HUD Region VIII No. 12-002B
Contact: Charlene Guzman
October 4, 2012
HUD CHARGES OWNER, DEVELOPER AND BUILDER OF MONTANA APARTMENT
BUILDING WITH DISCRIMINATING AGAINST PERSONS WITH DISABILITIES Stairs and other design features make 2 of 5 units inaccessible
MONTANA - The U.S. Department of Housing and Urban Development announced today that it is charging the owner, builder and developer of a five-unit Missoula, Montana, apartment building with housing discrimination for designing and constructing two of the five units in a way that makes them inaccessible to persons with disabilities. According to HUD’s charge, the two single-story units cannot be accessed without negotiating a flight of stairs.
The Fair Housing Act requires that multifamily housing structures built for first occupancy after March 13, 1991, contain accessible features for persons with disabilities. The requirements include accessible common areas, bathrooms and kitchens, as well as wider doors and environmental controls that can be reached by persons who use wheelchairs. The failure to include these features violates the Fair Housing Act.
“For more than two decades, architects, designers, builders, and developers have had a legal obligation to comply with the Fair Housing Act’s design and construction requirements,” said Evelyn Meininger, HUD’s Region VIII Director for Fair Housing and Equal Opportunity. “HUD is committed to enforcing the nation’s fair housing laws and working to create more housing opportunities for people with disabilities.”
The two units came to HUD’s attention when Montana Fair Housing, Inc., a non-profit fair housing advocacy organization, filed a complaint with the Department contending that property owner and developer Anthony Boote, general contractor Red Dog Construction, LLC, and designer Charles J. Chandler had designed and constructed the units in a way that did not meet the needs of persons with disabilities, as required by the Fair Housing Act.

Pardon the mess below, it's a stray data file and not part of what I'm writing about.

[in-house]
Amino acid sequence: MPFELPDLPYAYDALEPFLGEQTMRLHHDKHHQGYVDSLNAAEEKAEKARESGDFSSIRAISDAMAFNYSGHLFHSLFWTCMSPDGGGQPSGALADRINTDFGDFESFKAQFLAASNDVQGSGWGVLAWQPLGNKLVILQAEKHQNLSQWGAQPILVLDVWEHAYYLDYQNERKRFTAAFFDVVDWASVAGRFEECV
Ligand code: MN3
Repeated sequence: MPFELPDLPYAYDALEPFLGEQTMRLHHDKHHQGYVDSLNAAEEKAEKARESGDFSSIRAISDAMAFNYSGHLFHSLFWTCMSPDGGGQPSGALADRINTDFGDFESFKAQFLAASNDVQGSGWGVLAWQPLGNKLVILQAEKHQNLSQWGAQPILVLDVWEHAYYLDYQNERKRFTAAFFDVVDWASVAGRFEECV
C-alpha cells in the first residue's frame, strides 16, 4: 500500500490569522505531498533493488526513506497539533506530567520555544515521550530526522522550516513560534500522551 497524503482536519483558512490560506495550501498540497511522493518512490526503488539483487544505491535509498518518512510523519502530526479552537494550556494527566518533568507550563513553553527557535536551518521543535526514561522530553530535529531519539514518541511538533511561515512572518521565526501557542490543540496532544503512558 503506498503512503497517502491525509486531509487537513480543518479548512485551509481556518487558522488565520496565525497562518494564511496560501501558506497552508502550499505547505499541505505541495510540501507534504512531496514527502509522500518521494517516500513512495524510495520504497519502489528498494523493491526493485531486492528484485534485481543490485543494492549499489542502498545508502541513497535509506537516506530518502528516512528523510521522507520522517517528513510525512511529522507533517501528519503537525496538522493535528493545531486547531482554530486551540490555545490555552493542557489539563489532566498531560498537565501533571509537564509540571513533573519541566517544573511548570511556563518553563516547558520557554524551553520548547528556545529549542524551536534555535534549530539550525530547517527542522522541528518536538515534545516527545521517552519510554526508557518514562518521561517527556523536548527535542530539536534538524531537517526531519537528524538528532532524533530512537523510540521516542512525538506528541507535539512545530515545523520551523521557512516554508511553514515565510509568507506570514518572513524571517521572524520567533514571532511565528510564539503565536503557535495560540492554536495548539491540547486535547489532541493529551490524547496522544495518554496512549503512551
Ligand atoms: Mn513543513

HUD’s investigation found that the units were further inaccessible because they have twist-knob door handles, doorways that aren’t wide enough to allow passage by a person using a wheelchair, thermostats that are not in accessible locations, and bathrooms that lack reinforcements necessary to allow the later installation of grab bars.
A United States Administrative Law Judge will hear the charge unless any party elects to have the case heard in federal district court. If an administrative law judge finds after a hearing that discrimination has occurred, he may award damages to the complainant. In addition, the judge may impose fines to vindicate the public interest, order injunctive and other equitable relief to deter further discrimination, and require payment of attorney fees. If the matter is decided in federal court, the judge may also award punitive damages to the aggrieved persons.
HUD’s Office of Fair Housing and Equal Opportunity and its partners in the Fair Housing Assistance Program investigate approximately 10,000 housing discrimination complaints annually. People who believe they have experienced or witnessed unlawful housing discrimination should contact HUD at 1-800-669-9777 (voice), or 1-800-927-9275 (TTY). More information about fair housing rights is available at HUD’s website, www.hud.gov/fairhousing.
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